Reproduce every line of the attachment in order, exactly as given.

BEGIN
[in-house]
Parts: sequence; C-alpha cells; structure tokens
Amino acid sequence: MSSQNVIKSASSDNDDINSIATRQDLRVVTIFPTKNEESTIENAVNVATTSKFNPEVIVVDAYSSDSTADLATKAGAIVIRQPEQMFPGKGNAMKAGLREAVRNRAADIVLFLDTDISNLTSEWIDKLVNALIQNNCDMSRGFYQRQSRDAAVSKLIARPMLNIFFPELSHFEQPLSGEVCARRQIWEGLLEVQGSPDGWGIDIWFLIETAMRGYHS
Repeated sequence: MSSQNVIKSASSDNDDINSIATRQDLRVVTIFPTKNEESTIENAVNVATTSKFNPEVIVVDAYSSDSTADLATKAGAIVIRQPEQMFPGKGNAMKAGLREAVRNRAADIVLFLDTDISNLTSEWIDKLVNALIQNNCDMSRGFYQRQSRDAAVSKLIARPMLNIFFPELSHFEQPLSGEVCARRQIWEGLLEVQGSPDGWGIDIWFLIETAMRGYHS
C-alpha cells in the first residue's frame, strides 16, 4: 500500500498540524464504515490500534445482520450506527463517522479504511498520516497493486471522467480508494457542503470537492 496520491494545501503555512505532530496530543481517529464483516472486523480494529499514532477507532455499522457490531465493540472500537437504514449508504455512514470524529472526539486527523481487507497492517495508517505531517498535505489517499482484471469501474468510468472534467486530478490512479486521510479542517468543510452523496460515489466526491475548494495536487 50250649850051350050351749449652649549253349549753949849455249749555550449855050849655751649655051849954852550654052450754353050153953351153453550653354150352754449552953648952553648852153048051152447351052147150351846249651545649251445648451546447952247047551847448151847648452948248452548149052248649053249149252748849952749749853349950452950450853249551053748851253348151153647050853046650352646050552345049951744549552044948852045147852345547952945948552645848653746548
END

[in-house]
Parts: sequence; C-alpha cells; structure tokens
Amino acid sequence: MSSQNVIKSASSDNDDINSIATRQDLRVVTIFPTKNEESTIENAVNVATTSKFNPEVIVVDAYSSDSTADLATKAGAIVIRQPEQMFPGKGNAMKAGLREAVRNRAADIVLFLDTDISNLTSEWIDKLVNALIQNNCDMSRGFYQRQSRDAAVSKLIARPMLNIFFPELSHFEQPLSGEVCARRQIWEGLLEVQGSPDGWGIDIWFLIETAMRGYHS
Repeated sequence: MSSQNVIKSASSDNDDINSIATRQDLRVVTIFPTKNEESTIENAVNVATTSKFNPEVIVVDAYSSDSTADLATKAGAIVIRQPEQMFPGKGNAMKAGLREAVRNRAADIVLFLDTDISNLTSEWIDKLVNALIQNNCDMSRGFYQRQSRDAAVSKLIARPMLNIFFPELSHFEQPLSGEVCARRQIWEGLLEVQGSPDGWGIDIWFLIETAMRGYHS
C-alpha cells in the first residue's frame, strides 16, 4: 500500500498540524464504515490500534445482520450506527463517522479504511498520516497493486471522467480508494457542503470537492 496520491494545501503555512505532530496530543481517529464483516472486523480494529499514532477507532455499522457490531465493540472500537437504514449508504455512514470524529472526539486527523481487507497492517495508517505531517498535505489517499482484471469501474468510468472534467486530478490512479486521510479542517468543510452523496460515489466526491475548494495536487 50250649850051350050351749449652649549253349549753949849455249749555550449855050849655751649655051849954852550654052450754353050153953351153453550653354150352754449552953648952553648852153048051152447351052147150351846249651545649251445648451546447952247047551847448151847648452948248452548149052248649053249149252748849952749749853349950452950450853249551053748851253348151153647050853046650352646050552345049951744549552044948852045147852345547952945948552645848653746548